Who Was King Kamehameha?

Kamehameha I is one of the most important and significant people in the history of Hawaii. He was a warrior, leader, and diplomat who united the independent islands of Hawaii and reigned during the age of European discovery.

The Story of King Kamehameha I

Kamehameha was born to Keku’iapoiwa II, the niece of Alapainu, between 1736 and 1761. Alapainu was a usurper to the throne of Hawai’i (the largest of the Hawaiian islands) but seemed to have been a popular leader.

It is said that Kamehameha’s mother had a craving to eat a shark’s eyeball while she was pregnant and this was deemed to be a sign that the child would grow up to be a chief killer. Alapainu tried to have the child killed, but he was unsuccessful and in later years, he reconciled with his niece and her child.

A Future Ruler of the Hawaiian Islands

Kamehameha was raised in the court of Kalani’opuʻu, his uncle, and it’s here where he began to establish himself as a promising warrior and leader.

He has said to have displayed his power by overturning the Naha Stone (which weighed somewhere between 2.5 and 3.5 tons) when he was just 14.

The Naha Stone is a large volcanic rock that originates from Mount Waialeale and is currently located in Hilo. There were several legends surrounding this stone, including the belief that the person who could overturn it would one day rule all of Hawaii, a task that the teenage Kamehameha achieved.

Although the stone is real, the legends are unconfirmed. You’ll also find many similar stories in other cultures, including the Sword in the Stone in Arthurian legend and the Gordian Knot slashed by Alexander the Great.

A Bloody Period in Hawaiian History

Toward the latter quarter of the 18th century, there was a great deal of conflict throughout the Hawaiian Islands. The islands were constantly at war with one another and in 1778, they also witnessed the arrival of Captain James Cook.

Kamehameha proved himself on the battlefield and in 1782, he was given the position of the guardian of Kuka’ilimoku, the Hawaiian God of War. Actual control of the island was given to the king’s son, Kiwala’o.

Kamehameha and Kiwala’o fought over control of the island and after Kiwala’o’s death, Kamehameha turned his attention to other islands. Over the next couple of decades, Kamehameha defeated his enemies and united the Hawaiian islands.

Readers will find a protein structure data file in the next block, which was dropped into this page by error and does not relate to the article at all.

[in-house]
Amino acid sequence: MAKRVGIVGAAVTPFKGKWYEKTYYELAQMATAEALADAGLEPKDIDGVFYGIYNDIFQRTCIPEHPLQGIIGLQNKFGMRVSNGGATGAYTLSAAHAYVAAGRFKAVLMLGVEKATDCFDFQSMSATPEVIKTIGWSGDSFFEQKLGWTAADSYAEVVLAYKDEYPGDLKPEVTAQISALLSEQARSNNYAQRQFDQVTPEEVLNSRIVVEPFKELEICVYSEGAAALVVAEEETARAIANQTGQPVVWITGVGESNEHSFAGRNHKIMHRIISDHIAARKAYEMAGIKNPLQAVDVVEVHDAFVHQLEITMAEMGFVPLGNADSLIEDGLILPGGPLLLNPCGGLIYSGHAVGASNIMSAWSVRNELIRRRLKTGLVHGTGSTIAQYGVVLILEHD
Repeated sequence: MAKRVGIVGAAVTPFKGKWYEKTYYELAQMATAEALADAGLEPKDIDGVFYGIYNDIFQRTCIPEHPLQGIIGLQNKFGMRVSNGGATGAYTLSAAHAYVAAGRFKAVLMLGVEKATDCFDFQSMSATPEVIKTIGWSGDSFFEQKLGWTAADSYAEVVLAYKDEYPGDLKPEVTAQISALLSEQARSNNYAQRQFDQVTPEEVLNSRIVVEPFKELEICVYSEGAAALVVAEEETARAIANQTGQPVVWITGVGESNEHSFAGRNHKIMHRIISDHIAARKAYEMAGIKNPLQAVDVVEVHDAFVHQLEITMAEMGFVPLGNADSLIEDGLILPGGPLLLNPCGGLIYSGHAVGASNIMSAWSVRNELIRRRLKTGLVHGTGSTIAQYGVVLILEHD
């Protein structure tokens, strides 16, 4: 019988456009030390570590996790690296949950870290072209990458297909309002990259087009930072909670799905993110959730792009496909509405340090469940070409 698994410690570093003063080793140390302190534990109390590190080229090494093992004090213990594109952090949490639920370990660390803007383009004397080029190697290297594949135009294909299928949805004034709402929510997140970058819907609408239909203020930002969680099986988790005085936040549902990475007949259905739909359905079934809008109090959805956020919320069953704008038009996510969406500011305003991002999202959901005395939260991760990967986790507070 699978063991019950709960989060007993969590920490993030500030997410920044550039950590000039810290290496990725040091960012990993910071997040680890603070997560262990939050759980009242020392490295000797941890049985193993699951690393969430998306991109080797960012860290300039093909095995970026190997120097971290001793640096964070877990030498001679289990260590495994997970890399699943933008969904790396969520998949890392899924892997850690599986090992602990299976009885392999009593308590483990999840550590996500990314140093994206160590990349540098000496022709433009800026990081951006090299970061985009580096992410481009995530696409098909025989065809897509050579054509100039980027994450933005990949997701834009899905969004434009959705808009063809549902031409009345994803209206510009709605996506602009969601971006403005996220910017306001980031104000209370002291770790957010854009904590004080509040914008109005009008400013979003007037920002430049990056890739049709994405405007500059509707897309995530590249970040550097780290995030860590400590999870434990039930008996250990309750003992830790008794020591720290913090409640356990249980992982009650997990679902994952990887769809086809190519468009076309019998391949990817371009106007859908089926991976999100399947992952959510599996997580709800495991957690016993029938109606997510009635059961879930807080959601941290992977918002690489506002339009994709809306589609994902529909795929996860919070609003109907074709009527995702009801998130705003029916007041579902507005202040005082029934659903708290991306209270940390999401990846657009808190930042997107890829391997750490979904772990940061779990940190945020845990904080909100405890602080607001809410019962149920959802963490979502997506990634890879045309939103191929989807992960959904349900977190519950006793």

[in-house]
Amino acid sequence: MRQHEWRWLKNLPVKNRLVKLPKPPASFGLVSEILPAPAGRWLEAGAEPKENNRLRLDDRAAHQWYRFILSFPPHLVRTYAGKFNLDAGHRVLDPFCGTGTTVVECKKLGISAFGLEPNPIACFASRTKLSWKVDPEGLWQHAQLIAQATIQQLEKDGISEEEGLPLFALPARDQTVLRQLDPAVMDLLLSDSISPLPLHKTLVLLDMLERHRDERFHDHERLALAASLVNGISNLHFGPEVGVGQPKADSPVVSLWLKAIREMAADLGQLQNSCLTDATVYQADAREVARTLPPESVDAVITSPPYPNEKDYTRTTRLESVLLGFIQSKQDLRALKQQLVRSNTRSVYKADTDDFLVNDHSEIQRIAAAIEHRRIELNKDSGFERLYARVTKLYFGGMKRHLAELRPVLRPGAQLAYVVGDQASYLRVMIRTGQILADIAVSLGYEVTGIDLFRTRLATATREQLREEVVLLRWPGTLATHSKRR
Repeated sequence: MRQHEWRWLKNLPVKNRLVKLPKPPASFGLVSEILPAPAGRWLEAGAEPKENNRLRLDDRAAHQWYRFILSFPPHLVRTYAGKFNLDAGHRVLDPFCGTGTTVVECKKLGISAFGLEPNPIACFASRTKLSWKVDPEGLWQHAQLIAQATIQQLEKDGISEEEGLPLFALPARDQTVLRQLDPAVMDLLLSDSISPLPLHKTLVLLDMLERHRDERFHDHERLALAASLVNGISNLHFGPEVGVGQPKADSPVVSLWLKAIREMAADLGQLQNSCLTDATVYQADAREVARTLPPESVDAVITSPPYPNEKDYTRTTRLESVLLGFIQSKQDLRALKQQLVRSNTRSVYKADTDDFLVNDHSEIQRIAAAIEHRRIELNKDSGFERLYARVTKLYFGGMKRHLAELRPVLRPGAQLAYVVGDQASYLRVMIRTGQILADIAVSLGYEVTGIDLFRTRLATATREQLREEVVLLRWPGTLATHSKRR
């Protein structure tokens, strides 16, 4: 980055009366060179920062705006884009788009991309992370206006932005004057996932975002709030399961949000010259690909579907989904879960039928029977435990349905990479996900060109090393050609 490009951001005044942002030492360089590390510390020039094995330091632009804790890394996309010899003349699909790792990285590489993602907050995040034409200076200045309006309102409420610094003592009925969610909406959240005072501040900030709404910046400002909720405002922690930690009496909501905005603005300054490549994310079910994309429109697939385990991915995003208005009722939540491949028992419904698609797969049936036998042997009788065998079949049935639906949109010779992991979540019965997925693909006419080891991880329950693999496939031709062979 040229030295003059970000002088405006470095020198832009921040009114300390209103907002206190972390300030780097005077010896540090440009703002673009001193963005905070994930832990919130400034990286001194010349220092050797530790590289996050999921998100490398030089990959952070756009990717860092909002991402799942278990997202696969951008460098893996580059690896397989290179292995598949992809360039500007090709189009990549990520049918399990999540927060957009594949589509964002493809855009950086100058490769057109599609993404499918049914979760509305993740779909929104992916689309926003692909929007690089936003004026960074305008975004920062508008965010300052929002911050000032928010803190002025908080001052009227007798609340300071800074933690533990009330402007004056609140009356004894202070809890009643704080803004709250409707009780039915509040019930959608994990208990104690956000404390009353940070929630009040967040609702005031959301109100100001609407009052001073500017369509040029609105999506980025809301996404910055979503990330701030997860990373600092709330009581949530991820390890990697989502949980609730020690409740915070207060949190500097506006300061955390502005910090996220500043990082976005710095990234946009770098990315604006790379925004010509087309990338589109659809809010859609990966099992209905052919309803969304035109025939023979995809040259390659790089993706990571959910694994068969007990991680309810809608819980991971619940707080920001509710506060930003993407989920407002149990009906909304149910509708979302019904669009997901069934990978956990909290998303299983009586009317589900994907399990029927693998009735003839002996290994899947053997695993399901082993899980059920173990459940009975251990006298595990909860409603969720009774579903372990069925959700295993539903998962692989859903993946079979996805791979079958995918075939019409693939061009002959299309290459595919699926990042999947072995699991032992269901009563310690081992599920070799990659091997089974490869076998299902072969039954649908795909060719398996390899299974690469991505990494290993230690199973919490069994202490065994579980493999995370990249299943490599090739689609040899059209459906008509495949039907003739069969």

It was a pivotal point in the history of Hawaii and it made King Kamehameha I the first ruler of the Kingdom of Hawaii. It also meant that the island was unified by the time the Europeans arrived, which placed it in a much stronger position to deal with traders, explorers, and potential invaders.

How Did Kamehameha the Great Die?

Kamehameha died just 9 years after unifying all the Hawaiian Islands under one rule. He died of unknown causes, although he could have been anywhere from 58 to 83 at the time of his death, so he may have died of natural causes.

Where Is King Kamehameha Buried?

The final resting place of King Kamehameha I is a secret. It was custom to hide the bodies as a means of protecting their “mana” or “power”. His friends, Hoapili and Ho’olulu, are said to have known where the king was buried, but the truth has been lost to the ages.

Some believe that King Kamehameha I is buried at Kaloko-Honokohau, where other Hawaiian leaders are also buried.

It’s not uncommon for burial places of famous leaders to be hidden. After all, while many would respect those graves, others are just as likely to desecrate them and steal from them, as we have seen with countless Egyptian pharaohs.

We also don’t know where the great Genghis Khan was buried. Legend has it that he was buried in a deep and unmarked pit and that 10,000 horses trampled the area to hide his resting place. The tomb of Alexander the Great is also unknown, and the same is true for the scourge of the Romans, Attila the Hun.

In fact, it’s said that Attila was buried like a Russian doll in three coffins (iron, silver, and gold), and that the people who buried him were killed so as to never give up the secret.

FAQs About King Kamehameha I

The history of Kamehameha the Great is vast and there’s a lot to cover. So, let’s check out some additional FAQs about this great warrior king.

When Was King Kamehameha Born?

The exact birth date of King Kamehameha I has been disputed, with some suggesting 1736 and others 1758 or 1761.

What Was His Name?

Kamehameha I was known as “Paiea”, which translates as something like “hard-shelled crab”. He would be given the name “Kamehameha” in later years and it roughly means “the lonely one”.

What Was King Kamehameha Famous For?

Kamehameha the Great is best known for unifying the Hawaiian Islands. He was a great warrior who led his army to many victories against the warring clans.

He is also known to have implemented some important laws, including one known as the “law of the splintered paddle”, which protects travelers and defenseless people.

Did Kamehameha The Great Have Any Heirs?

Kamehameha I founded the House of Kamehameha, which lasted until 1893.

Liholiho was the king’s firstborn son and was crowned Kamehameha II upon his father’s death. However, he died just 5 years later after contracting measles during a visit to England.

Where is the King Kamehameha Statue?

There have been several statues commissioned to honor King Kamehameha I.

The most famous of these statues is in front of the Aliiolani Hale, the home of the state’s Supreme Court. The is also a statue on the Island of Hawaii in North Kohala and one in Washington D.C.

What Is King Kamehameha Day?

King Kamehameha I Day is a public holiday that takes place every June 11 in the state of Hawaii. It celebrates the life and accomplishments of Kamehameha the Great and was first announced by Kamehameha V in 1871.